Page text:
This brings us into the third theme upon which the psalmist offers perspective, namely, trials. Why do we have trials? According to the psalmist, God allows our trials as discipline. “You chastise mortals,” he tells God, “in punishment for sin.” We have all sinned. We all need to change. God doesn't want to hurt us. He's not a vengeful God that is out to get us so He can take pleasure in our pain. But He does want us to realize that we are sinners and then we need to turn back to Him. He wants us to realize that something is amiss in our lives. So He allows us to experience the results of our sin, to feel pain and loss, to be tired and weak. He allows such things so that we can understand that we are only human and humbly turn to Him for forgiveness and help. Only when we recognize our misery, only when we acknowledge our sin and weakness, only when we understand our helplessness, do we realize how much we need God. 

Indeed, this is the fourth point the psalmist makes: the meaning of life is God. Everything we have and everything we are find meaning only in God, Who created us and sustains us at every moment. If God stopped thinking about us for even an instant, we would simply cease to exist. Yet so often people forget that. The psalmist says, “Surely everyone goes about life like a shadow. Surely for nothing they are in turmoil; they heap up, and do not know who will gather.” People spend their lives in half darkness, grasping at fleeting wealth, power, and fame. They build up their fortunes, accumulate possessions, and vigorously try to increase their social standing. They worry about things that will not endure. They are constantly anxious about loosing the little bit they've gained and about not having enough. Their priorities are all messed up, and they suffer because of it. The psalmist, on the other hand, knows where he must turn. He says to God, “My hope is in You.” Everything rests on God, and the psalmist knows it. Only God gives meaning to life...not possessions, not fame, not wealth, not power. Only God. In Him is all our hope. In Him is all our salvation. In Him is all our true life, both now and in eternity. Our life here on earth lasts for only a little while. As the psalmist says, “For I am Your passing guest...” We must learn to set our hearts on God rather than the passing things of this world.

Life, silence, speech, trials, and true meaning. Psalm 39 is indeed all about perspective, God's perspective.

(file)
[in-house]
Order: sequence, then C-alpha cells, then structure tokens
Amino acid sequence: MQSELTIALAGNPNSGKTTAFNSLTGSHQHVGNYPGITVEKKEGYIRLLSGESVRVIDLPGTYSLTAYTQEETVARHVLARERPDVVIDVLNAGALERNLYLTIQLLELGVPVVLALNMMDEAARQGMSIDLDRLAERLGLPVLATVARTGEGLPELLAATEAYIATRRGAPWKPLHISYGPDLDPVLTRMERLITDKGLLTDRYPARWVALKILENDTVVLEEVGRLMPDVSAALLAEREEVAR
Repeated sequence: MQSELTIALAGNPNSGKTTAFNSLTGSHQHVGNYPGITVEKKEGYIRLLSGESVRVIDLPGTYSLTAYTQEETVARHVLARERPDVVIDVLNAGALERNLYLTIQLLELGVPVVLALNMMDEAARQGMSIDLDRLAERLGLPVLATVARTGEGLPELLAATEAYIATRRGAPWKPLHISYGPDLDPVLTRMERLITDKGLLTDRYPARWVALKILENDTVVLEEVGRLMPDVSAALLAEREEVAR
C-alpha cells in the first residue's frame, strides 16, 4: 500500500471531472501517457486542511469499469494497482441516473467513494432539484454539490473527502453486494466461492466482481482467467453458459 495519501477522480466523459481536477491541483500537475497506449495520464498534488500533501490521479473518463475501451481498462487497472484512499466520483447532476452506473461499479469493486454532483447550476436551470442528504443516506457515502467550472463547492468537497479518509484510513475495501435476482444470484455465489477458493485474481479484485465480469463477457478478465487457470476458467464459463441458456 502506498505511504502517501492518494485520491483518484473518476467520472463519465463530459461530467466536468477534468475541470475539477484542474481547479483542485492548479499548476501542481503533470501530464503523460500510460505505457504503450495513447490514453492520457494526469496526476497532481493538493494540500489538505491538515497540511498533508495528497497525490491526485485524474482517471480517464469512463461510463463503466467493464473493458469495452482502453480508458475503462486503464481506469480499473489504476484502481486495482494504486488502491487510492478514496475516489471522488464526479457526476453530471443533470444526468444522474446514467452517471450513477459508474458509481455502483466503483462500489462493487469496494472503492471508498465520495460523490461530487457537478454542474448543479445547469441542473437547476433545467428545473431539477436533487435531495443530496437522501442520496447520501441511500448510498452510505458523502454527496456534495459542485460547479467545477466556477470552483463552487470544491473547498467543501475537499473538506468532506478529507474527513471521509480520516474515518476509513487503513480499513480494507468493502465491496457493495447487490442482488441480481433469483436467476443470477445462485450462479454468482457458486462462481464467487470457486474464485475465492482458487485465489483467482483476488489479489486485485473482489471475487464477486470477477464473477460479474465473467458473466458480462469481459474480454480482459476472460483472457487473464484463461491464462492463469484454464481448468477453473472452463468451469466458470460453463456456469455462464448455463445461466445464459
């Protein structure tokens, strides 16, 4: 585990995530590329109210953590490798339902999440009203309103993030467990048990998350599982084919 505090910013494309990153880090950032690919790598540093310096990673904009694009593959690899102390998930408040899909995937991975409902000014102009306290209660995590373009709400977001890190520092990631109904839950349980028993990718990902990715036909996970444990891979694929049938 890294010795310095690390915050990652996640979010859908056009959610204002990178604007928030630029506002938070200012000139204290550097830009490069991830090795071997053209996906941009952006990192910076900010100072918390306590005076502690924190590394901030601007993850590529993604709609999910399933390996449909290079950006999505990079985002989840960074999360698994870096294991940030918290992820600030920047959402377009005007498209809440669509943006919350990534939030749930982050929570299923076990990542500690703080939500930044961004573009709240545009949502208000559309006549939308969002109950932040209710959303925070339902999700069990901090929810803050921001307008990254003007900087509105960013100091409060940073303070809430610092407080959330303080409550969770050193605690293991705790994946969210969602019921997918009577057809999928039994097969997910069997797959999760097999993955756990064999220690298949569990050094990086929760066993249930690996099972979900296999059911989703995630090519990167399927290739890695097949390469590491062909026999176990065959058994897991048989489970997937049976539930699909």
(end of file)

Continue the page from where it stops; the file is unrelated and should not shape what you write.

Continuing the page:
Sunday, March 3, 2013

A Little Something Extra...Third Sunday of Lent

The Little Fig Tree: A Story of Second Chances

Once upon a time in a far away place there lived a fig tree. The little tree lived in a lush orchard, surrounded by green and growing things that produced beautiful, ripe fruit every year at harvest time. 

But not the fig tree. 

It was stubborn. No matter how much the gardener pruned it, watered it, or fertilized it, no matter how much tender care he gave it, the fig tree would not bear fruit. It simply didn't want to be bothered. It had better things to do, like soak up the sun and rain and enjoy the rich soil. “Besides,” the fig tree thought, “bearing fruit does nothing for me. Everything I produce just goes to feed someone else anyway, so why should I bear any fruit at all?” 

One day the fig tree saw the gardener walking through the orchard with another man. It was the orchard's owner! The fig tree had seen him before when he had come to make his annual inspections. The two men stopped in front of the little tree, and the owner looked at it closely. He walked all around it, peering up into its branches from every angle. Then he sighed and shook his head. He turned to the gardener and said, “For three years now I have come in search of fruit on this fig tree but have found none.” 

The owner inspected the fig tree again. His expression was serious and a little perplexed as though he were trying to make a difficult decision. Finally, he turned to the gardener. “So cut it down,” he ordered with a little nod, “Why should it exhaust the soil?” 

The fig tree couldn't believe it. Cut it down! Cut ME down! Its branches began to tremble. 

The gardener gazed up at the fig tree. He seemed to notice its distress. After all, he had cared for it for three years, and he knew it well. “Sir,” he began, “leave it for this year also, and I shall cultivate the ground around it and fertilize it; it may bear fruit in the future. If not you can cut it down.” 

The owner heard the note of pleading in the gardener's voice. He understood that the gardener had spent much time and effort tending the little fig tree. He considered for a moment and then gave the gardener a kind smile. “Do as you will,” he said. Then he moved on to continue his walk through the orchard. 

The gardener stood still for a moment before the little fig tree, which was still trembling, only now with relief. “You know what you must do,” the gardener mumbled to the tree. “I will help you, but the choice is yours.” 

The little fig tree did indeed know, and it vowed from that moment on to bear good fruit for the gardener who worked so hard and for the owner who had given it a second chance.

Saturday, March 2, 2013

Notes on the Psalms – Psalm 32

Psalm 32 is all about the stupidity of stubbornness, the relief of confession, and the joy of forgiveness. It begins with happiness. “Happy are those whose transgression is forgiven, whose sin is covered.” The Hebrew word for happy here, 'esher, can also mean blessed. Blessed, then, are those people whose transgressions (Hebrew pesha‛, also meaning revolt or rebellion) have been forgiven (Hebrew nâśâ', carried off, taken away, swept away) and whose sins (Hebrew chăṭâ'âh, offence) have been covered (Hebrew kâsâh, literally, filled up). Take note of a couple things here. The Hebrew nouns for transgression and sin imply deliberate wrongdoing. Those committing these transgressions and sins are doing so by choice. Further, the verbs in this verse are both in passive tense. Someone else is doing the forgiving and covering. Finally, the Hebrew verbs for these actions suggest a complete separation from sin through them. Transgressions are carried off or swept away. They are no longer clinging to the sinner; they have been removed. Forgiven sins are portrayed as empty places that have been filled up. This fits nicely with theological reflections that identify evil or sin as non-being or emptiness, as an absence of good, which is being and fullness. According to this definition, when a person sins, he or she says “no” to goodness and love and creates an empty hole, a chasm, that God, though His merciful forgiveness, wants to fill back up.